Victoria fails to crack 30 degrees in soggiest spring for 30 years

It’s officially summer, but those hoping for sunny skies and hot weather could be disappointed, with wetter-than-usual conditions expected after Victoria’s wettest and coldest spring on record since 1992.

The Bureau of Meteorology’s senior climatologist Simon Grainger said the state received an average of 353.3 millimetres of rain this spring, “nearly double the 1961 to 1991 average”. The highest average rainfall recorded before this spring was 316.1 millimetres in 1992.

Caroline Grunewald and Keegan Marsh were caught in a sudden downpour in the CBD on November 14.Credit:Paul Rovere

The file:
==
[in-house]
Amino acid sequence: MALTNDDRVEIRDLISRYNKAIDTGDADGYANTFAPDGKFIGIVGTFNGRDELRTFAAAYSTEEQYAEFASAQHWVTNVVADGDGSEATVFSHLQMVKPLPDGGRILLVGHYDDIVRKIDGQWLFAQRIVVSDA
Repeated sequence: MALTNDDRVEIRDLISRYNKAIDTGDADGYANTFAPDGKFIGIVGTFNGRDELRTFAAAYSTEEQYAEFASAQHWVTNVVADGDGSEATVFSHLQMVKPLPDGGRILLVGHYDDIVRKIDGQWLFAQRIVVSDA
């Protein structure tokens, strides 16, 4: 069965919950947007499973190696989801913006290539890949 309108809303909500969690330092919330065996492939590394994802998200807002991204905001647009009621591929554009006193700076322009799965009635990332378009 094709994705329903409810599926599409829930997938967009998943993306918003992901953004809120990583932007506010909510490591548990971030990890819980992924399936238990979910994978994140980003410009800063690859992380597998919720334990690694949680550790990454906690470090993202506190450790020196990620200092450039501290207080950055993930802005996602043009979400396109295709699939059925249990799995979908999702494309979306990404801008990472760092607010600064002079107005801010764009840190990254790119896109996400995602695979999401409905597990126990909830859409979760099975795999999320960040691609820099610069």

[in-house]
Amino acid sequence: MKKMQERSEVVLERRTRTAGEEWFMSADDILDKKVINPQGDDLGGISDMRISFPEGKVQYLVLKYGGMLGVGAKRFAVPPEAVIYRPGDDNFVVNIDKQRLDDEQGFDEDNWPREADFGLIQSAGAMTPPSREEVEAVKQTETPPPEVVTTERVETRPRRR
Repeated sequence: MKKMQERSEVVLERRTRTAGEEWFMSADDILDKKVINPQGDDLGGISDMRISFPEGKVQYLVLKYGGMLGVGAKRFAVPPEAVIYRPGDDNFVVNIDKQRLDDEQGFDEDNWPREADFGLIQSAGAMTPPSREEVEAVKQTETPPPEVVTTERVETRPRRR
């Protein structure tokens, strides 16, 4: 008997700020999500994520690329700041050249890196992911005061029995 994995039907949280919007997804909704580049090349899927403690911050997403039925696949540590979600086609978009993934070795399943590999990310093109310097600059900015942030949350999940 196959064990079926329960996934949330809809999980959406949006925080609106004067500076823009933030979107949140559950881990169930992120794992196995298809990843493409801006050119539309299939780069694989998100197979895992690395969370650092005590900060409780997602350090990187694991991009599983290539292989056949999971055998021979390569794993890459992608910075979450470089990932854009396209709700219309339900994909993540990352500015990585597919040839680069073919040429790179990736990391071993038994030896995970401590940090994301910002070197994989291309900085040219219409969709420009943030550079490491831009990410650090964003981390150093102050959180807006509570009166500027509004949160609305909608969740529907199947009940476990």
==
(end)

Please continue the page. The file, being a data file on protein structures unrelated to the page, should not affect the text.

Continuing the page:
It was also Victoria’s coldest spring for 30 years, with a mean maximum temperature “the sixth-lowest on record [since 1910] and lowest since 1992”, according to a BOM climate report.

The maximum temperature reached was 29.3 degrees on November 9, and the minimum temperature was 12.7 degrees on September 13.

And thanks to the Indian Ocean Dipole and La Nina, we can expect these weather patterns to continue into summer.

“Daytime temperatures are expected to be 60 per cent cooler than average,” Grainger said.

The downside? Fewer beach days. The upside? You can go easy on the air-conditioning.

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